SEATTLE -- The Mariners completed their warm-ups just before the start of last night's game, and third baseman Edgar Martinez flipped the ball to his 6-foot-10 pitcher. Then Randy Johnson bent down behind the mound and tucked his head down for a moment of contemplation.
He could've been praying for the Orioles.
Johnson struck out nine in the first four innings and finished with 13 in seven innings as the Mariners routed Ben McDonald and the Orioles, 8-3. Orioles batters finished with 17 strikeouts, breaking the club record of 15 that had been set three times
previously. The Orioles have lost five of their past six and cemented their hold on last place in the AL East; they stand six games out of first.
But the win was costly for Seattle. Center fielder Ken Griffey made an incredible catch in the top of the seventh inning, but fractured his left wrist on the play. He will undergo surgery and will miss approximately three months.
Orioles right fielder Kevin Bass had hammered a long drive to right-center. At first glance, it appeared Griffey had no chance of reaching the ball, and yet he got there. He leaped into the air, backhanded the ball and crashed into the wall with both feet, his head thumping against the matting, his left wrist absorbing the impact.
When Griffey fell to the ground, on his back, he was holding his left wrist awkwardly. Seattle right fielder Alex Diaz, the first player to reach Griffey, beckoned desperately for a trainer, and Griffey started walking off the field in obvious pain.
Griffey had walked, singled, homered and scored two runs for Seattle. Cal Ripken had three hits for the Orioles -- two hustling infield hits and a double into the left-field corner in the seventh -- and catcher Chris Hoiles hit a three-run homer.
Right now, Johnson vs. the Orioles is like the 49ers vs. the Chargers, the 1970 Orioles against the 1962 Mets. Total mismatch. A bad day to Johnson these days is giving up two runs -- he began last night's game with a 1.21 ERA.
On the other side, the Orioles sport a roster of batting averages better suited for a Bingo game. You know, O-67. Damon Buford, .067. O-69. Matt Nokes, .069.
And Johnson dominated the Orioles in the early innings. He whiffed Hoiles and Jeff Manto to end the first inning with runners at first and second. The second inning ended with strikeouts of Rafael Palmeiro and Leo Gomez.
In the third, Brady Anderson and Ripken struck out. Manto doubled in the fourth inning, but around that, Johnson blew away Hoiles, Palmeiro and Gomez. Anderson went down again in the fifth. The Mariners scored three in the bottom of the fifth and took a 4-0 lead.
The only consolation for the Orioles was that by racking up all those strikeouts, Johnson was throwing lots of pitches, 70 after four innings.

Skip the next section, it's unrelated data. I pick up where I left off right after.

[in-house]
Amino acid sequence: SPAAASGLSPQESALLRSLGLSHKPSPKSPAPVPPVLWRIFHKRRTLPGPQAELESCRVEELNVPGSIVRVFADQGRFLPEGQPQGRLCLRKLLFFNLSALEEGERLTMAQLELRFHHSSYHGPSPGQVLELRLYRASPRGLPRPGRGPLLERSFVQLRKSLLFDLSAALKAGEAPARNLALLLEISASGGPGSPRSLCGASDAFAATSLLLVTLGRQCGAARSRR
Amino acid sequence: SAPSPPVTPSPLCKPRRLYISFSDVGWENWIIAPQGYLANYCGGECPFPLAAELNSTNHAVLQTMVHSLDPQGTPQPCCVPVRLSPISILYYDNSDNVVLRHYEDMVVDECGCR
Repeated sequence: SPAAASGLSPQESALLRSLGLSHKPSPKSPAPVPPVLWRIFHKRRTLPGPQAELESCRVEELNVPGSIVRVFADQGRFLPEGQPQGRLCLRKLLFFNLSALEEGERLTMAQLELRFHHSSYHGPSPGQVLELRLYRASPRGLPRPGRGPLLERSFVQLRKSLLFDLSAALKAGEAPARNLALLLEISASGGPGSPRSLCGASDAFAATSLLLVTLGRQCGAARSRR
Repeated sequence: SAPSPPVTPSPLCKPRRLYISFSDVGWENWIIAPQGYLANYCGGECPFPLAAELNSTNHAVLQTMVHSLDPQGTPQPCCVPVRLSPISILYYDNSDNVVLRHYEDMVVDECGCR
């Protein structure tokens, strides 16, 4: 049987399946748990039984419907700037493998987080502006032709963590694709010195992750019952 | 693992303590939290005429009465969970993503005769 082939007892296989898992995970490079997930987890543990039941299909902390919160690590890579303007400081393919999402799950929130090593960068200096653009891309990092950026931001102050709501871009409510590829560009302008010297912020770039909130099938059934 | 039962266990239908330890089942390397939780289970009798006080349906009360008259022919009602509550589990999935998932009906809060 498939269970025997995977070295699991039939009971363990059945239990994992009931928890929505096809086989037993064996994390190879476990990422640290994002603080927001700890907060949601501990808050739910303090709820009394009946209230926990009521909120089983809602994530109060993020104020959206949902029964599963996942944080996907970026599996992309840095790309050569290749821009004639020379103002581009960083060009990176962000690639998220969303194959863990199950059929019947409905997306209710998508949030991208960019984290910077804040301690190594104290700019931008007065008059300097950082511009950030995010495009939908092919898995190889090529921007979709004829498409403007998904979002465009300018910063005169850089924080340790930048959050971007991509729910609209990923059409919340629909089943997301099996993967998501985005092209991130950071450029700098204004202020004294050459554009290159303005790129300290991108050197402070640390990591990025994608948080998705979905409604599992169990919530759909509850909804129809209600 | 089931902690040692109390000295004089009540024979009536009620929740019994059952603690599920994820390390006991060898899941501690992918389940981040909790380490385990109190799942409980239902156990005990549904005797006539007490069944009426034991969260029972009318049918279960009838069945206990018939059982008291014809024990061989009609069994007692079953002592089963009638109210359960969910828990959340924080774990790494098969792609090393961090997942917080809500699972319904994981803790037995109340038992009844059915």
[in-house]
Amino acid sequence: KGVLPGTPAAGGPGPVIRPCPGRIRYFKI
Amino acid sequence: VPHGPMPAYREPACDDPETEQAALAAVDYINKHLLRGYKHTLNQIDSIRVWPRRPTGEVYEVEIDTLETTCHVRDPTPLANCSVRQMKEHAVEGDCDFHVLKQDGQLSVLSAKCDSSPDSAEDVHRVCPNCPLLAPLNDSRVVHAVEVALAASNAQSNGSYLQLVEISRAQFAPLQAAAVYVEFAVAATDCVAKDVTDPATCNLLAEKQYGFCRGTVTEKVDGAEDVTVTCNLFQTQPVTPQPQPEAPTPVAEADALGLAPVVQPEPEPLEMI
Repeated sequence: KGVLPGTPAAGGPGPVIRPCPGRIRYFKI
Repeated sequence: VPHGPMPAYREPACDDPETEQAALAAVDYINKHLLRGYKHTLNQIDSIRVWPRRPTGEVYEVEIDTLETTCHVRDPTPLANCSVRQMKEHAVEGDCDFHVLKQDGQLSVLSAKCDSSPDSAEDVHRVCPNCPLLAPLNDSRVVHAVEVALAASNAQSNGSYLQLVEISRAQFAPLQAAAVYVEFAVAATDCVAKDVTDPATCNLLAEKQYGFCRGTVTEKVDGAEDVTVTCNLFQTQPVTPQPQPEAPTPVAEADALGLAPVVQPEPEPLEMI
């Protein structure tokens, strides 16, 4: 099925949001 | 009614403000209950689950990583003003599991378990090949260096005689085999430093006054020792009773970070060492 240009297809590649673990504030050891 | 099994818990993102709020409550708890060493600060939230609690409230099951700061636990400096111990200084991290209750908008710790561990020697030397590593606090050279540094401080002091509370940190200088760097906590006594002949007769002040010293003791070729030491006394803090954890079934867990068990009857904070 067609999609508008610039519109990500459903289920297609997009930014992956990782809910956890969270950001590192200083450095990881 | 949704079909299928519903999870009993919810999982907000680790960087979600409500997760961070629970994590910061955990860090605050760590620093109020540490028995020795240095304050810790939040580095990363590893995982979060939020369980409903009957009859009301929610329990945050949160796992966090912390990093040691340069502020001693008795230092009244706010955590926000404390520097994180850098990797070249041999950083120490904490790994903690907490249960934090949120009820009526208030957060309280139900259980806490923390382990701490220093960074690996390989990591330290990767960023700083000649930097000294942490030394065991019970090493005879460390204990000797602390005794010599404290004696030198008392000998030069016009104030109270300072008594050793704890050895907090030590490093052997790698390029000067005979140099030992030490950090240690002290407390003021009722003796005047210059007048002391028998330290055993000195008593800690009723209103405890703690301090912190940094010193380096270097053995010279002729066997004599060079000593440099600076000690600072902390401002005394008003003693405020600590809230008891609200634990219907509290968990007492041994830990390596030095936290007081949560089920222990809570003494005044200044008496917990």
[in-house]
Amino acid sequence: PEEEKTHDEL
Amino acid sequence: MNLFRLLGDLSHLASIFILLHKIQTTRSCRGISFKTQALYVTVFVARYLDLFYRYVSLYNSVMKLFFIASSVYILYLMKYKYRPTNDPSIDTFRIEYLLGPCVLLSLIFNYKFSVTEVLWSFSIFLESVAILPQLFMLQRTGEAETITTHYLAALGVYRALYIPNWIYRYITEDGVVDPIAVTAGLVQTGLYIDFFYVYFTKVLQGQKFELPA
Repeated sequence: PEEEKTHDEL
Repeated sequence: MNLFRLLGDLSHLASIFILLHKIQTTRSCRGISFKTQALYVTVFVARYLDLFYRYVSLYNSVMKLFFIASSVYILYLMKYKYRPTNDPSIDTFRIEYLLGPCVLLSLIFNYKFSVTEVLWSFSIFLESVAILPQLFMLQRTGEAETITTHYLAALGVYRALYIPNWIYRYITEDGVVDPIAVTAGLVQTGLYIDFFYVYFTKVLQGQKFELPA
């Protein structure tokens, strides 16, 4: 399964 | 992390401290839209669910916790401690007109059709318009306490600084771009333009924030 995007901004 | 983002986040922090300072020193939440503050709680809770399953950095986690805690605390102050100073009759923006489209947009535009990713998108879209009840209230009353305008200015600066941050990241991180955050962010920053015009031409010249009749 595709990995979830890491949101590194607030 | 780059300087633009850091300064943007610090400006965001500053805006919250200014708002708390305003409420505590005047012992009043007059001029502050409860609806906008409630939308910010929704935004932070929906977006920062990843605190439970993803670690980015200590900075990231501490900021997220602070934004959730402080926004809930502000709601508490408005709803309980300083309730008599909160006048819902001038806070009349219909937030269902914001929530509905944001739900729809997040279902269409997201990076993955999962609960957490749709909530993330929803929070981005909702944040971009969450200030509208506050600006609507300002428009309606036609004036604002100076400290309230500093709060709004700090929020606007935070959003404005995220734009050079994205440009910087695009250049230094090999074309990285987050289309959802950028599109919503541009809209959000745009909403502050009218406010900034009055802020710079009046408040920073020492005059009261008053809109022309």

Bass doubled to open the Orioles' sixth, and Ripken hustled out a chopper toward the first-base hole, lunging at the bag with his final stride. First base umpire Tim Tschida called Ripken safe when first baseman Tino Martinez pulled his foot off the bag.
Hoiles was next. Before the game, he had talked about when Johnson had struck him out twice and then Hoiles had hit a homer.
Teammate Matt Nokes, overhearing this, said, "Chris, you're taking him deep tonight."
Hoiles said, "Man, that would be nice."
This was a similar situation, because Hoiles had struck out in his first two at-bats. The count went full, and four times Hoiles fouled off fastballs. Johnson went with a slider, and Hoiles fouled that off, too.
Another fastball -- and Hoiles rocked it, a three-run homer to draw the Orioles to within a run.
The inning continued with a walk to Manto and a single by Gomez. Seattle manager Lou Piniella walked slowly out to the mound, stood there for a while, not really saying much before returning to the dugout.
With two outs, Jeffrey Hammonds pinch-hit for Buford, little more than an hour after arriving at the Kingdome. Earlier in the day, Hammonds had been called up from Double-A Bowie.
Welcome back. Now go hit Randy Johnson.
Hammonds struck out, Johnson's 12th in the first six innings.
The Mariners blew the game open in the bottom of the inning, scoring four runs against relievers Jamie Moyer, Mike Oquist and Jesse Orosco.
The Mariners had jumped on McDonald early, Griffey doing much of the damage.
Griffey was the first Seattle player out for pre-game batting practice, and about a dozen Orioles sat in the dugout and watched and gave running commentary.
Griffey hit the first pitch thrown to him about 400 feet over the right-field wall.
"Can you believe that?" said pitcher Mike Mussina. "No warm-ups or anything and he hits the ball out."
Believe it or not, Griffey was actually in the throes of a slump, his average at .247 when the evening began. It would improve.
He singled in the first inning, and in the third, McDonald walked him with one out. Griffey then scored the Mariners' first run when tTC Jay Buhner lashed a 2-2 fastball, high and over the middle of the plate, off the right-field wall.